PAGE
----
The Resilient City: How Modern Cities Recover from Disaster

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Oxford University Press, USA, Jan 20, 2005 - History - 376 pages
2 Reviews
For as long as they have existed, cities have been destroyed--sacked, shaken, burnt, bombed, flooded, starved, irradiated, and pillaged--in almost every case they have risen again. Rarely in modern times has a city not been rebuilt following destruction, be it natural or man-made. The Resilient City explores urban disasters from around the globe and the ongoing restoration of urban life. It examines why cities are rebuilt, how a vision for the future gets incorporated into a new urban landscape, and how disasters have been interpreted and commemorated in built form. An international cast of historians, architects, and urban studies experts looks at a diverse group of cities that have suffered traumas, including: * the Oklahoma City bombing* Chicago's great fire of 1871* San Francisco's earthquake and fires of 1906* Washington's invasion by the British during the War of 1812* Berlin and Warsaw in World War II* Gernika's bombardment during the Spanish Civil War* Jerusalem's rebuilding following centuries of destruction* Mexico City's 1985 earthquake* China's Tangshan earthquake* Tokyo's earthquake, fires, and WWII bombardment* Beirut in the 1990s wars* South Central Los Angeles following the Rodney King beatingIn so doing, they bring to light the experiences these resilient cities share, while underscoring that no two cities have recovered in the precisely the same way. This book will appeal to anyone interested in cities, among humankind's most durable artifacts and enduring forms of communal life.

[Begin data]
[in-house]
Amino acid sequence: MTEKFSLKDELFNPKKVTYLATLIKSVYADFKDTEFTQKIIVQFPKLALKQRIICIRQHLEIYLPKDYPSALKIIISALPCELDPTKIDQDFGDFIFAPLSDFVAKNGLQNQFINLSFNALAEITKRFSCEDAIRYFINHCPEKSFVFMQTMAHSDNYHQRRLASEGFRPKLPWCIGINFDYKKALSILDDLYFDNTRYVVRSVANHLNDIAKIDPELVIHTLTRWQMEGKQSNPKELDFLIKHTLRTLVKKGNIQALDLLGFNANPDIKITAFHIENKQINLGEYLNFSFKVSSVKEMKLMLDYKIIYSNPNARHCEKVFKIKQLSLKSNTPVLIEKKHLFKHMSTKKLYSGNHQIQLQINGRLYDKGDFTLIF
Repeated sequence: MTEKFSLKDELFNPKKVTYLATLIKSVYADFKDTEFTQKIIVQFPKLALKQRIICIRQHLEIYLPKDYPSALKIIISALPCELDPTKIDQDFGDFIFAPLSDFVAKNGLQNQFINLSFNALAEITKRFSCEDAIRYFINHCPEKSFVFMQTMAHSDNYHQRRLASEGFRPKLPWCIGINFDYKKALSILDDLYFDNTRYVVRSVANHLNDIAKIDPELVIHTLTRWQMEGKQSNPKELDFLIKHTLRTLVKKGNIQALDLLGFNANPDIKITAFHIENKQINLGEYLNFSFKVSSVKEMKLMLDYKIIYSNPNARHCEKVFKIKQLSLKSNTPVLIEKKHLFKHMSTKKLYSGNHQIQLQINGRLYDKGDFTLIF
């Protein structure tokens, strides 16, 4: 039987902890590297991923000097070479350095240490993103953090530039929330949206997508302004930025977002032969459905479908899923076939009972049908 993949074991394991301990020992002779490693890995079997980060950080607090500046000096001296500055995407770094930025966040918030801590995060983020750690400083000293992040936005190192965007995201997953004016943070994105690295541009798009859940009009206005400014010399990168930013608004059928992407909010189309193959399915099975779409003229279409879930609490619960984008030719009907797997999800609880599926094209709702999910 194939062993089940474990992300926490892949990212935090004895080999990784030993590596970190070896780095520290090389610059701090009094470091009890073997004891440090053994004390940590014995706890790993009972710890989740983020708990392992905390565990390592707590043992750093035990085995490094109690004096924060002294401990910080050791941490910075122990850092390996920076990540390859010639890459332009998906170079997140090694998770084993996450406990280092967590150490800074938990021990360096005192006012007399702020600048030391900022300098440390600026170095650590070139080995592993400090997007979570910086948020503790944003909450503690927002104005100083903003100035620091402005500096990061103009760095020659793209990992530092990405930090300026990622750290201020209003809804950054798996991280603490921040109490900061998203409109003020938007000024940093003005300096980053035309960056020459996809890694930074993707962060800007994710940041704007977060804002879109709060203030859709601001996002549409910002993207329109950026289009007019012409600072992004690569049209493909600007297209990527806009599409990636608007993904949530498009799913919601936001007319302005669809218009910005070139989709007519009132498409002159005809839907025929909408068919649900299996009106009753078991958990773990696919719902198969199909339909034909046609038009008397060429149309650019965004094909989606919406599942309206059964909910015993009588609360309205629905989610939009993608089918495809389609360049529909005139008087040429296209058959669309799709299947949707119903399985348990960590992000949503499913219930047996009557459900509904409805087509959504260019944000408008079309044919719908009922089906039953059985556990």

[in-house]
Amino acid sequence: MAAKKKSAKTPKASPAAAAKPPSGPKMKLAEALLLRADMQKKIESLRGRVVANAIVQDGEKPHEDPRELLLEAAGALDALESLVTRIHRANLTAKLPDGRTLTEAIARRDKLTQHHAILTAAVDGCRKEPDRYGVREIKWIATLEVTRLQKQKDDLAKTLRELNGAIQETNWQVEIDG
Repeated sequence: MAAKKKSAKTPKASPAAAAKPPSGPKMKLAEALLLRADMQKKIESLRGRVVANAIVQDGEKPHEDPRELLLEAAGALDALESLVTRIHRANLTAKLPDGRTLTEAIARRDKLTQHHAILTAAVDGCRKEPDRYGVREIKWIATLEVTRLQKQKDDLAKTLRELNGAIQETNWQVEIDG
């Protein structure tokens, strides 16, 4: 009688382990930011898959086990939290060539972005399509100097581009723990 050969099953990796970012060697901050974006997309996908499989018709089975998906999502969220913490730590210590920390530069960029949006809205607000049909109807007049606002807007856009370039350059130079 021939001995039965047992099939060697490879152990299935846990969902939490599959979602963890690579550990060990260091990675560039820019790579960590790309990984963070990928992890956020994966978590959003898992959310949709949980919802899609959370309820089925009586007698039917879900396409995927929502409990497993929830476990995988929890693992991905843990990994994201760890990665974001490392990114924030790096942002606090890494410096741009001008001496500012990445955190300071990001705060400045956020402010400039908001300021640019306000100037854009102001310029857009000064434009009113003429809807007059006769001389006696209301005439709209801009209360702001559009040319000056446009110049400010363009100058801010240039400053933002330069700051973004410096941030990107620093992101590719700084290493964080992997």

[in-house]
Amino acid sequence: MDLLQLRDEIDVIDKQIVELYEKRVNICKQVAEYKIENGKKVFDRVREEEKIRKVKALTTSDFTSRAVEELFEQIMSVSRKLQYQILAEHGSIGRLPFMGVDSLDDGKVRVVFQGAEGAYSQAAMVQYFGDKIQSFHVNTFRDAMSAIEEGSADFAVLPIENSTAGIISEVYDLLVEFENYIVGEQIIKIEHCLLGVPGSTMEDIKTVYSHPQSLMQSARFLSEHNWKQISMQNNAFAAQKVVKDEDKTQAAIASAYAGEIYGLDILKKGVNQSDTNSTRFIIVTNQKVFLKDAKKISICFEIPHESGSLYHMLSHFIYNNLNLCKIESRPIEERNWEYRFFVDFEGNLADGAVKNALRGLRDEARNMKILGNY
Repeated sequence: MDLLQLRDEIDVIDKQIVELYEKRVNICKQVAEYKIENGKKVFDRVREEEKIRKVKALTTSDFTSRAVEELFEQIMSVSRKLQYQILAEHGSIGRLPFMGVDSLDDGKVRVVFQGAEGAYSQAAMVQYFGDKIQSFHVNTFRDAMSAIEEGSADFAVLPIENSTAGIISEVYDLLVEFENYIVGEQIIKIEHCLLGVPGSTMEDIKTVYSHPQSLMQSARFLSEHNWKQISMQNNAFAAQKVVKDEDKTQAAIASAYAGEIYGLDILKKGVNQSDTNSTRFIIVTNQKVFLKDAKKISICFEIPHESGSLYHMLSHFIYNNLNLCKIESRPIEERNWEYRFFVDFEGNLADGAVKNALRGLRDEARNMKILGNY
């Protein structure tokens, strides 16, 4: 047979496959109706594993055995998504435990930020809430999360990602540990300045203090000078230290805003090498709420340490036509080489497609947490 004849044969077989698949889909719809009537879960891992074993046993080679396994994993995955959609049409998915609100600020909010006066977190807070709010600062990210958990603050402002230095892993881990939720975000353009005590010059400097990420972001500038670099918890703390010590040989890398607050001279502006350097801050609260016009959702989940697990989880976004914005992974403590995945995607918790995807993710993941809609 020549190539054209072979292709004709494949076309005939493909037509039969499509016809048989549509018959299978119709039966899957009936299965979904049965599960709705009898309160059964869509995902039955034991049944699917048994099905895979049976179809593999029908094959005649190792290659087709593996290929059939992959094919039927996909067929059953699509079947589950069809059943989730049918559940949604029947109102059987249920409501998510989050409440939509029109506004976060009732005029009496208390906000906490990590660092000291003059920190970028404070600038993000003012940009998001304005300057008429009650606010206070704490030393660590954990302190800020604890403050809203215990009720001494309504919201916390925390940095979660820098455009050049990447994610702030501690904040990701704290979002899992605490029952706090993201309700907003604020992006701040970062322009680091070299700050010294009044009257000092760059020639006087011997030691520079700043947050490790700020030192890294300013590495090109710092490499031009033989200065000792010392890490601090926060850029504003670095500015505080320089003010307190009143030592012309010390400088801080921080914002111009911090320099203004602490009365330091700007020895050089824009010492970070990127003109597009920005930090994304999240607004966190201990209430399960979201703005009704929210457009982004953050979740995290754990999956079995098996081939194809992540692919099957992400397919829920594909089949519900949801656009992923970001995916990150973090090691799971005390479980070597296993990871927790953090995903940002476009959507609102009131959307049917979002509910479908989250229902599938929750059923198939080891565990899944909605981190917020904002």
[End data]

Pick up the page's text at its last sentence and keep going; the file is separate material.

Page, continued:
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Review: The Resilient City: How Modern Cities Recover from Disaster

User Review  - Wayne - Goodreads

This collection of academic essays was published just prior to Katrina in 2005, but helps lay the groundwork for what's been happening (or more to the point, not) in New Orleans ever since. The sections on national narrative are especially intriguing. Read full review

Review: The Resilient City: How Modern Cities Recover from Disaster

User Review  - Goodreads

This collection of academic essays was published just prior to Katrina in 2005, but helps lay the groundwork for what's been happening (or more to the point, not) in New Orleans ever since. The sections on national narrative are especially intriguing. Read full review

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About the author (2005)

Lawrence J. Vale, Professor, Urban Studies and Planning, Massachusetts Institute of Technology. Thomas J. Campanella, Assistant Professor, Department of City and Regional Planning, University of North Carolina, Chapel Hill.

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